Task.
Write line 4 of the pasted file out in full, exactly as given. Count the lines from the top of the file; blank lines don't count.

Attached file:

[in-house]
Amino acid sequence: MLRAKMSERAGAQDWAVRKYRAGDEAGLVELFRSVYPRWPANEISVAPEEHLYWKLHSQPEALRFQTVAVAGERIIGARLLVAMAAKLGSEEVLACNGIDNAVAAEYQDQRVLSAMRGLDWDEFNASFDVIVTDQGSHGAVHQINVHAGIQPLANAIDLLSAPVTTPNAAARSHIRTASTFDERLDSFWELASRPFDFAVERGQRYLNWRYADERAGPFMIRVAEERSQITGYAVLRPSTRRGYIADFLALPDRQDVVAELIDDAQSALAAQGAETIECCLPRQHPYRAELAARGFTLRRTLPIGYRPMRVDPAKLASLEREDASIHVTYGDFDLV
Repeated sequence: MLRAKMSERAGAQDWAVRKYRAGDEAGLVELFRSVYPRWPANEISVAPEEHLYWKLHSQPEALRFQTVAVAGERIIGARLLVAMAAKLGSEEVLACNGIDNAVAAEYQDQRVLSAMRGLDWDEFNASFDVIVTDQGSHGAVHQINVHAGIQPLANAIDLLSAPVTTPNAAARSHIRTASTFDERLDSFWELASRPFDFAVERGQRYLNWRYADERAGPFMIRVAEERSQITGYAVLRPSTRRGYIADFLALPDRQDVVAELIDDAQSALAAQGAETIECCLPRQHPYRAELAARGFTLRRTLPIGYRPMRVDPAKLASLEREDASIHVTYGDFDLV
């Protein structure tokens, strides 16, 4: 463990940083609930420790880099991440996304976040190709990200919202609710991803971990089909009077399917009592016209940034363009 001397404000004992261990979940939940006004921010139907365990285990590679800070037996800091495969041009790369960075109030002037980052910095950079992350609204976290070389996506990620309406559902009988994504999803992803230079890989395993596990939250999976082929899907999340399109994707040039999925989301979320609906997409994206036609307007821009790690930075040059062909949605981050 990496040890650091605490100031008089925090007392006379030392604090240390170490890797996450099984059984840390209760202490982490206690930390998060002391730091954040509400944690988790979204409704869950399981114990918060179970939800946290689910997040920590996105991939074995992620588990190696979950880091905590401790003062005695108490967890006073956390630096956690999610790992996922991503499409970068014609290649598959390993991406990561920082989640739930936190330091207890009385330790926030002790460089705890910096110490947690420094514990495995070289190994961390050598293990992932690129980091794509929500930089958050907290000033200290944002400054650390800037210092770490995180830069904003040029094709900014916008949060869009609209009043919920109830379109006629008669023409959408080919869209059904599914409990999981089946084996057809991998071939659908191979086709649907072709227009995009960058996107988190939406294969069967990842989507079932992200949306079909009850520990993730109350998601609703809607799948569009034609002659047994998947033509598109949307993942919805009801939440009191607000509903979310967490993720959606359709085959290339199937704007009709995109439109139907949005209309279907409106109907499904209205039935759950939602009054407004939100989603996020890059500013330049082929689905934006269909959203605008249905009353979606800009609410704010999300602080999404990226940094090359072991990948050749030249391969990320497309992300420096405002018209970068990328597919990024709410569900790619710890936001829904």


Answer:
């Protein structure tokens, strides 16, 4: 463990940083609930420790880099991440996304976040190709990200919202609710991803971990089909009077399917009592016209940034363009 001397404000004992261990979940939940006004921010139907365990285990590679800070037996800091495969041009790369960075109030002037980052910095950079992350609204976290070389996506990620309406559902009988994504999803992803230079890989395993596990939250999976082929899907999340399109994707040039999925989301979320609906997409994206036609307007821009790690930075040059062909949605981050 990496040890650091605490100031008089925090007392006379030392604090240390170490890797996450099984059984840390209760202490982490206690930390998060002391730091954040509400944690988790979204409704869950399981114990918060179970939800946290689910997040920590996105991939074995992620588990190696979950880091905590401790003062005695108490967890006073956390630096956690999610790992996922991503499409970068014609290649598959390993991406990561920082989640739930936190330091207890009385330790926030002790460089705890910096110490947690420094514990495995070289190994961390050598293990992932690129980091794509929500930089958050907290000033200290944002400054650390800037210092770490995180830069904003040029094709900014916008949060869009609209009043919920109830379109006629008669023409959408080919869209059904599914409990999981089946084996057809991998071939659908191979086709649907072709227009995009960058996107988190939406294969069967990842989507079932992200949306079909009850520990993730109350998601609703809607799948569009034609002659047994998947033509598109949307993942919805009801939440009191607000509903979310967490993720959606359709085959290339199937704007009709995109439109139907949005209309279907409106109907499904209205039935759950939602009054407004939100989603996020890059500013330049082929689905934006269909959203605008249905009353979606800009609410704010999300602080999404990226940094090359072991990948050749030249391969990320497309992300420096405002018209970068990328597919990024709410569900790619710890936001829904």